“This school will never be finished,” Schmittlein said at the dedication ceremony, echoing a remark once made by Alfred P. Sloan Jr., the 1895 MIT graduate and former chairman of General Motors who helped found the management school. But the completion of the building will create “more two-way traffic” connecting Sloan with the rest of MIT, Schmittlein said, and become a place “where science meets solutions.”
The distinctive nature of MIT Sloan — a leading management school located within an institute focused on science and technology — was a major theme of the day’s events, which included the dedication ceremony, a colloquium with eight panel discussions featuring MIT Sloan faculty, and other talks.
“If innovations don’t reach the marketplace, they don’t matter in people’s lives,” MIT President Susan Hockfield said at the dedication ceremony, which drew an overflow crowd to the building’s lobby.
The new building, as Hockfield noted, has been “carefully designed to foster unexpected collaborations” through its emphasis on public spaces, study rooms and meeting areas, all incorporated within a twisting shape. In business and innovation, Hockfield added, it is those “informal unintended conversations … that will lead to breakthrough insights.”
‘We’re here to start a company’
The new Sloan building actually opened at the start of the 2010-11 academic year, but the formal dedication, occurring at the start of Sloan’s alumni weekend, served as part of the Institute’s celebration of its 150th anniversary. The building was designed by Moore Ruble Yudell, an architecture firm based in Santa Monica, Calif.; its western wing houses the Joan and William A. Porter 1967 Center for Management Education.
Alumni traveled from 45 countries for the weekend’s events. In a panel called “The Entrepreneurial Ecosystem,” Ed Roberts, the David Sarnoff Professor of Management Technology at Sloan and chair of MIT’s Entrepreneurship Center, elaborated on Sloan’s special focus: bringing science and technology to market. Roughly 25,600 firms founded by MIT alumni were active in 2006, according to Roberts’ research, with a combined 3.3 million employees worldwide and about $1.8 trillion in revenues. Sloan introduced an “Entrepreneurship and Innovation” course track in 2007, and students graduating from it launched more than 40 startup firms in 2010.
As Roberts explained, his instinct is usually to tell graduating students to gain experience before launching firms, often to be told in response, “We’re here to start a company, and that’s what we’re going to do.”
Fiona Murray, a Sloan professor and associate director of the Entrepreneurship Center, emphasized the importance of building links from Sloan to science and engineering students at MIT. “We try to bring students from across campus into the room,” Murray said. Earlier this month, the center’s Innovations Teams course made public presentations of several technologies nearly ready for market, from bio-inspired armor to new approaches to tissue engineering and refined solar technologies.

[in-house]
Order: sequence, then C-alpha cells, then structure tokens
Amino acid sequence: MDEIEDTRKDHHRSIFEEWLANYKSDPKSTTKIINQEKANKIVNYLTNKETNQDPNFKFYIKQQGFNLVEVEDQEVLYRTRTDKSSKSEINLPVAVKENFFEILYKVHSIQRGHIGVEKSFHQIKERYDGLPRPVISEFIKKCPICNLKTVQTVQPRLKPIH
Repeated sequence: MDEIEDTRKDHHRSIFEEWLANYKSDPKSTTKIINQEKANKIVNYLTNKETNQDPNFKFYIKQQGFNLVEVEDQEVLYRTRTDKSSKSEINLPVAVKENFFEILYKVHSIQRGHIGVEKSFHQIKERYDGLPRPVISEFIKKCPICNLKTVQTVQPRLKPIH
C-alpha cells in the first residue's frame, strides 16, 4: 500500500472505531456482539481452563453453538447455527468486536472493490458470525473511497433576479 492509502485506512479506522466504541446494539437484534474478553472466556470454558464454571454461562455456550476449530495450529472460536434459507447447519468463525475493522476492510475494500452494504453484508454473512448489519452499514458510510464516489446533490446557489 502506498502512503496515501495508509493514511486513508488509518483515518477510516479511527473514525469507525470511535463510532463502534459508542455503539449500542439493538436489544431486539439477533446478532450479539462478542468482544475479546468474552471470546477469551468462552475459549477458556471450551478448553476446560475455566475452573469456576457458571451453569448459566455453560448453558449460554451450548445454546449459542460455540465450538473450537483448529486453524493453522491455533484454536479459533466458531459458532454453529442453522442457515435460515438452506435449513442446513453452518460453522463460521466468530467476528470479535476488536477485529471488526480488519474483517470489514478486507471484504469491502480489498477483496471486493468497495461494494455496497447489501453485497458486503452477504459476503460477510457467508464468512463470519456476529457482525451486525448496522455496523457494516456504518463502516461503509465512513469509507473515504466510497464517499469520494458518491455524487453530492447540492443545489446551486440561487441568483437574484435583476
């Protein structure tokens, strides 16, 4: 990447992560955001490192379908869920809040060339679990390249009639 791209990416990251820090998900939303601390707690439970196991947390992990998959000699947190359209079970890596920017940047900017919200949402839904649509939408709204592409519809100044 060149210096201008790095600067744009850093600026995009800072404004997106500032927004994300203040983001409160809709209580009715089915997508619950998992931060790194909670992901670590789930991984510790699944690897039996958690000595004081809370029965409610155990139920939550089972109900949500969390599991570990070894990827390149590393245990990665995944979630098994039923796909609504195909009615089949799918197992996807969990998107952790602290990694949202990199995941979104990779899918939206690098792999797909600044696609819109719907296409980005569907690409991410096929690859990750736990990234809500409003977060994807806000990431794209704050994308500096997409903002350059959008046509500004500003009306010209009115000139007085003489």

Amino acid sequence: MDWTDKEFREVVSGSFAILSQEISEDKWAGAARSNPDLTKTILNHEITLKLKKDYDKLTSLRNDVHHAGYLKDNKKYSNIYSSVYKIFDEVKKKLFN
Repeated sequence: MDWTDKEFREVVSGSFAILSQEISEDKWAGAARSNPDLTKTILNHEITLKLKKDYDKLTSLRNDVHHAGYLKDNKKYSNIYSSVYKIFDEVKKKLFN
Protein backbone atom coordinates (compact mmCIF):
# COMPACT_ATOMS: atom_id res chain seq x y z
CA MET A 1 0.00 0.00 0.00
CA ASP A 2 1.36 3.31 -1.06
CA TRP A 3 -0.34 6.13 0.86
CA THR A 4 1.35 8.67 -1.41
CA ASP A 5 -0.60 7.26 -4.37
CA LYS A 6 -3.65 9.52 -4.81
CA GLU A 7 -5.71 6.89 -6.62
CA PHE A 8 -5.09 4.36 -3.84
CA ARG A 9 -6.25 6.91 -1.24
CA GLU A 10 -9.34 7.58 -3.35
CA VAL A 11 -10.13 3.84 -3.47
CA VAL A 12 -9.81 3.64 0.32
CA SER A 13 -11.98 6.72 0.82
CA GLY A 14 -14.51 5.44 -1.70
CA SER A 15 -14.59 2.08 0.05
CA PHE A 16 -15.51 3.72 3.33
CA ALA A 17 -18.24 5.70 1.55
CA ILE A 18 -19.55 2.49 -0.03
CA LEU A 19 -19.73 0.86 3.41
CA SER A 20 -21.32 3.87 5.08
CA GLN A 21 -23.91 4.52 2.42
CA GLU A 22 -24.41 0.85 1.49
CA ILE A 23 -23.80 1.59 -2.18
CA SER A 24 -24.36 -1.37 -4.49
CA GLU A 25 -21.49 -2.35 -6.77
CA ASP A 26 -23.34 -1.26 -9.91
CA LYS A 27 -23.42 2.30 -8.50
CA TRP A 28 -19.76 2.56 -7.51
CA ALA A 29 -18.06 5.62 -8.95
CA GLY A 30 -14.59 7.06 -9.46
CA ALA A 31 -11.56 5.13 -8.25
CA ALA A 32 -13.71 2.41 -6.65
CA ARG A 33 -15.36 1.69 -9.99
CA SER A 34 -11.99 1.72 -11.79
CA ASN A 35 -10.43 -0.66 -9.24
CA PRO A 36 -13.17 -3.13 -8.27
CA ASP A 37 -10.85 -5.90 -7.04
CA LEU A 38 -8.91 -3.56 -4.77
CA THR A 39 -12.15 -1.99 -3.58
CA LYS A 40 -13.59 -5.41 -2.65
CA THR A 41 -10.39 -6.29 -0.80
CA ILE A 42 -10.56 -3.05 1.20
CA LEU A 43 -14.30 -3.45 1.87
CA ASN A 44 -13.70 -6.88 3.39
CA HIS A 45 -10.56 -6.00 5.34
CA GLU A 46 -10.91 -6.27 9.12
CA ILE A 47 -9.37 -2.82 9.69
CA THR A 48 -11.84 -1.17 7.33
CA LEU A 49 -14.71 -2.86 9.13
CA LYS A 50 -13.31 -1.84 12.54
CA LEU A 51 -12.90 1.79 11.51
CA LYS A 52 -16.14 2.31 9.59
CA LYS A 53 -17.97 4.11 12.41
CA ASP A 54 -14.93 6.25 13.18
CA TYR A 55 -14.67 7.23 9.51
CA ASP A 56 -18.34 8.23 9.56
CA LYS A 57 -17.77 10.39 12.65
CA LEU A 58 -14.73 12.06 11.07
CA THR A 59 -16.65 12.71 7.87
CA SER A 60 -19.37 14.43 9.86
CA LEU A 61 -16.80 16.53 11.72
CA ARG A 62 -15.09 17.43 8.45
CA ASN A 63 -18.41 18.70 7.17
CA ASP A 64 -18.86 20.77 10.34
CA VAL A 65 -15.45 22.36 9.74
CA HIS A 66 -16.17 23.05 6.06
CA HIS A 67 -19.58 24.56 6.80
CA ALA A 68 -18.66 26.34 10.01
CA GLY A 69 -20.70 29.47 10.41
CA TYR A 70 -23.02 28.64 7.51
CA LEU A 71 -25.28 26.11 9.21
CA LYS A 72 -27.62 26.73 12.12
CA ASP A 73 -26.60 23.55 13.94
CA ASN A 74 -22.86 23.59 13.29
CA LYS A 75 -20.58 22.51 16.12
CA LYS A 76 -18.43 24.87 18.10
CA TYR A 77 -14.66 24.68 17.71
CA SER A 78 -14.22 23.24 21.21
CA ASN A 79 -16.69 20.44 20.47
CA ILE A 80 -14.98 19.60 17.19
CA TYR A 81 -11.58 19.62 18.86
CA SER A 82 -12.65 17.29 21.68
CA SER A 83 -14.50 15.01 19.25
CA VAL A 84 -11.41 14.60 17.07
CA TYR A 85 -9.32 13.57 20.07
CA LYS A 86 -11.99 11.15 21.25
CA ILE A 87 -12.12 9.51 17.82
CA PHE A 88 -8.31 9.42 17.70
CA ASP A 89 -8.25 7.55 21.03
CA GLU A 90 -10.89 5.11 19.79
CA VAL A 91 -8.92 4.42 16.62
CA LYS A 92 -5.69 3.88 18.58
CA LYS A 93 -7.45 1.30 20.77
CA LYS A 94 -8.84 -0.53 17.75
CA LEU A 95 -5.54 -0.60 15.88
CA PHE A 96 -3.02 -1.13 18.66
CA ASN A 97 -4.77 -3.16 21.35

MIT Sloan would also like to encourage further collaboration with other MIT faculty, speakers said. “The majority of the faculty have a huge desire to have an impact,” said Gururaj Deshpande, founder and former chairman of Cascade Communications Corporation, who is now a member of the MIT Corporation and helped establish the Institute’s Deshpande Center for Technological Innovation. In many cases, Deshpande said, managerial expertise can “help them pick and choose which ideas to pursue” with a practical eye towards the market.
The new Sloan building is also regarded as the “greenest,” most environmentally sensitive building on campus, featuring triple-insulated windows and drastically reduced energy use for lighting, heating and cooling, compared to a standard office building today.
That emphasis on the environment also represents one of the growing areas of research and teaching at Sloan. “We are really trying to change the dialogue around sustainability,” said John Sterman, Sloan’s Jay W. Forrester Professor of Management, and a driving force in making the new building environmentally friendly. “A lot of people think that sustainability is in opposition to economic growth. We disagree.”
Speaking at a panel on sustainability, Richard Locke, the Class of 1922 Professor of Political Science and Management, added that facing up to the realities of climate change and other environmental problems can lead people to states of “depression” and “denial,” which are best dealt with through a realistic appraisal of the issues. “Those problems are really, really big, but once you understand them, you can see new opportunities for firms,” Locke said, while describing how some MIT research efforts have helped multinational firms better organize their supply chains.
Sloan now offers a sustainability certificate, Locke said, adding, “We’re being driven [to focus on the issue] because the students are pulling us.”
And while the new building unites all Sloan faculty under the same roof, it also greatly expands the spaces Sloan’s students have for their work. Indeed, even while the dedication ceremony was going on, some students could be seen working together in a soundproof study room nearby on the first floor, just across a hall from the crowds.
To the students who were present at the dedication, Schmittlein added: “Your commitment gives life to the stones and glass.”